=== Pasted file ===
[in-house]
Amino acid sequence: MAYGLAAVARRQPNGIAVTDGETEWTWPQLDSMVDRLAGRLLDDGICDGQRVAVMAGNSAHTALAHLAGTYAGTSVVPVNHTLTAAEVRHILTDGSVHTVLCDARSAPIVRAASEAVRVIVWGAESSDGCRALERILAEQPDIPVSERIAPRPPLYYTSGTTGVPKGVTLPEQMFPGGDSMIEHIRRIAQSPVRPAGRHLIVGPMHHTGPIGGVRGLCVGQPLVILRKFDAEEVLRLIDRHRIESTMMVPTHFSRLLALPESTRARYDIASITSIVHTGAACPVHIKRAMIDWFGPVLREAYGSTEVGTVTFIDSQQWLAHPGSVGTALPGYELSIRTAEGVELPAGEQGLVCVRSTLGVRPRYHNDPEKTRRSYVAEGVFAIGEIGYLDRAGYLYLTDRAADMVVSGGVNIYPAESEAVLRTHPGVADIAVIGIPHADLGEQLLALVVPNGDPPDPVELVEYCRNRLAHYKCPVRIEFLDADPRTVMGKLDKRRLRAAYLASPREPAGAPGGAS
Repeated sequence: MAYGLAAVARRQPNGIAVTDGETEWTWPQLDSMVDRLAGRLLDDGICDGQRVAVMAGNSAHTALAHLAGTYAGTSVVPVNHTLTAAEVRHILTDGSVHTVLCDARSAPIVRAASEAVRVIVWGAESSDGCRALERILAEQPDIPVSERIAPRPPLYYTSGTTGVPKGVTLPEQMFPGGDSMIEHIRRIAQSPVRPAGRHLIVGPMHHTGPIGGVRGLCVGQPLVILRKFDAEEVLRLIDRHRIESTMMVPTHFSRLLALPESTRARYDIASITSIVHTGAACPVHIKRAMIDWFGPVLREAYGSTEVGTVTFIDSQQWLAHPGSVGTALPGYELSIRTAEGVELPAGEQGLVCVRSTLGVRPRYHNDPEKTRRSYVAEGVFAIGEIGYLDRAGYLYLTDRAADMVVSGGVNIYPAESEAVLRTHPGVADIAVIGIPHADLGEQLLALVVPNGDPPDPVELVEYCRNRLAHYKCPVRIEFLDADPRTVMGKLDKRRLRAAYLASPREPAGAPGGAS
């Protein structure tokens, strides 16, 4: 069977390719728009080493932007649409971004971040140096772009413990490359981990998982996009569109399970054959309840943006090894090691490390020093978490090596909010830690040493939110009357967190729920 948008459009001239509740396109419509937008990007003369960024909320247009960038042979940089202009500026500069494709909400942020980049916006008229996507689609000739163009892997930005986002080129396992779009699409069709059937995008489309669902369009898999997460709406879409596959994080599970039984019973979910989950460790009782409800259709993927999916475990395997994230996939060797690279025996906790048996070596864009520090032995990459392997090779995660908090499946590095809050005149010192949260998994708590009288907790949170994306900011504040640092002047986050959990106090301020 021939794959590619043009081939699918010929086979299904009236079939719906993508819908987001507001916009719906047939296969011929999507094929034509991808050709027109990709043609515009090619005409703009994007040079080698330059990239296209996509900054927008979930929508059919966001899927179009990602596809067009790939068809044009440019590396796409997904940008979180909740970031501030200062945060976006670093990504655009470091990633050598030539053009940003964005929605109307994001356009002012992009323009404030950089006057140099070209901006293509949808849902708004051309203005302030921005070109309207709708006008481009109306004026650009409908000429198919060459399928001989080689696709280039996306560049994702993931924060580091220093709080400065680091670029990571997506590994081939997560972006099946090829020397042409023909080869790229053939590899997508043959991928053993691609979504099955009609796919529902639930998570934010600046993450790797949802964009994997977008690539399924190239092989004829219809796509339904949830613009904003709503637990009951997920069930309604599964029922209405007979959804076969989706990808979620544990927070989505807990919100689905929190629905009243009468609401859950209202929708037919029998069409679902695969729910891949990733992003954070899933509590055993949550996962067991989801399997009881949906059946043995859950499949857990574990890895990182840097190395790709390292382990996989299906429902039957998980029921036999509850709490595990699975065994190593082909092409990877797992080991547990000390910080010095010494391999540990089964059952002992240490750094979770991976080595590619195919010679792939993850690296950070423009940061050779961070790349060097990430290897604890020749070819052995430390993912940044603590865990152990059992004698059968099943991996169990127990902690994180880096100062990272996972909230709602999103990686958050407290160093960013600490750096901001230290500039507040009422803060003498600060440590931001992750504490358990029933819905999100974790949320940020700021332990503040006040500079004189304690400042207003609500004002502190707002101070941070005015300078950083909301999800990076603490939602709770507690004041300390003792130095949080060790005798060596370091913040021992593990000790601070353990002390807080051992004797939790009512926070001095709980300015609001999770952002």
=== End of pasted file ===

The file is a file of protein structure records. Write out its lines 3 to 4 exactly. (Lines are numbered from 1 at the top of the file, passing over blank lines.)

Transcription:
Repeated sequence: MAYGLAAVARRQPNGIAVTDGETEWTWPQLDSMVDRLAGRLLDDGICDGQRVAVMAGNSAHTALAHLAGTYAGTSVVPVNHTLTAAEVRHILTDGSVHTVLCDARSAPIVRAASEAVRVIVWGAESSDGCRALERILAEQPDIPVSERIAPRPPLYYTSGTTGVPKGVTLPEQMFPGGDSMIEHIRRIAQSPVRPAGRHLIVGPMHHTGPIGGVRGLCVGQPLVILRKFDAEEVLRLIDRHRIESTMMVPTHFSRLLALPESTRARYDIASITSIVHTGAACPVHIKRAMIDWFGPVLREAYGSTEVGTVTFIDSQQWLAHPGSVGTALPGYELSIRTAEGVELPAGEQGLVCVRSTLGVRPRYHNDPEKTRRSYVAEGVFAIGEIGYLDRAGYLYLTDRAADMVVSGGVNIYPAESEAVLRTHPGVADIAVIGIPHADLGEQLLALVVPNGDPPDPVELVEYCRNRLAHYKCPVRIEFLDADPRTVMGKLDKRRLRAAYLASPREPAGAPGGAS
């Protein structure tokens, strides 16, 4: 069977390719728009080493932007649409971004971040140096772009413990490359981990998982996009569109399970054959309840943006090894090691490390020093978490090596909010830690040493939110009357967190729920 948008459009001239509740396109419509937008990007003369960024909320247009960038042979940089202009500026500069494709909400942020980049916006008229996507689609000739163009892997930005986002080129396992779009699409069709059937995008489309669902369009898999997460709406879409596959994080599970039984019973979910989950460790009782409800259709993927999916475990395997994230996939060797690279025996906790048996070596864009520090032995990459392997090779995660908090499946590095809050005149010192949260998994708590009288907790949170994306900011504040640092002047986050959990106090301020 021939794959590619043009081939699918010929086979299904009236079939719906993508819908987001507001916009719906047939296969011929999507094929034509991808050709027109990709043609515009090619005409703009994007040079080698330059990239296209996509900054927008979930929508059919966001899927179009990602596809067009790939068809044009440019590396796409997904940008979180909740970031501030200062945060976006670093990504655009470091990633050598030539053009940003964005929605109307994001356009002012992009323009404030950089006057140099070209901006293509949808849902708004051309203005302030921005070109309207709708006008481009109306004026650009409908000429198919060459399928001989080689696709280039996306560049994702993931924060580091220093709080400065680091670029990571997506590994081939997560972006099946090829020397042409023909080869790229053939590899997508043959991928053993691609979504099955009609796919529902639930998570934010600046993450790797949802964009994997977008690539399924190239092989004829219809796509339904949830613009904003709503637990009951997920069930309604599964029922209405007979959804076969989706990808979620544990927070989505807990919100689905929190629905009243009468609401859950209202929708037919029998069409679902695969729910891949990733992003954070899933509590055993949550996962067991989801399997009881949906059946043995859950499949857990574990890895990182840097190395790709390292382990996989299906429902039957998980029921036999509850709490595990699975065994190593082909092409990877797992080991547990000390910080010095010494391999540990089964059952002992240490750094979770991976080595590619195919010679792939993850690296950070423009940061050779961070790349060097990430290897604890020749070819052995430390993912940044603590865990152990059992004698059968099943991996169990127990902690994180880096100062990272996972909230709602999103990686958050407290160093960013600490750096901001230290500039507040009422803060003498600060440590931001992750504490358990029933819905999100974790949320940020700021332990503040006040500079004189304690400042207003609500004002502190707002101070941070005015300078950083909301999800990076603490939602709770507690004041300390003792130095949080060790005798060596370091913040021992593990000790601070353990002390807080051992004797939790009512926070001095709980300015609001999770952002």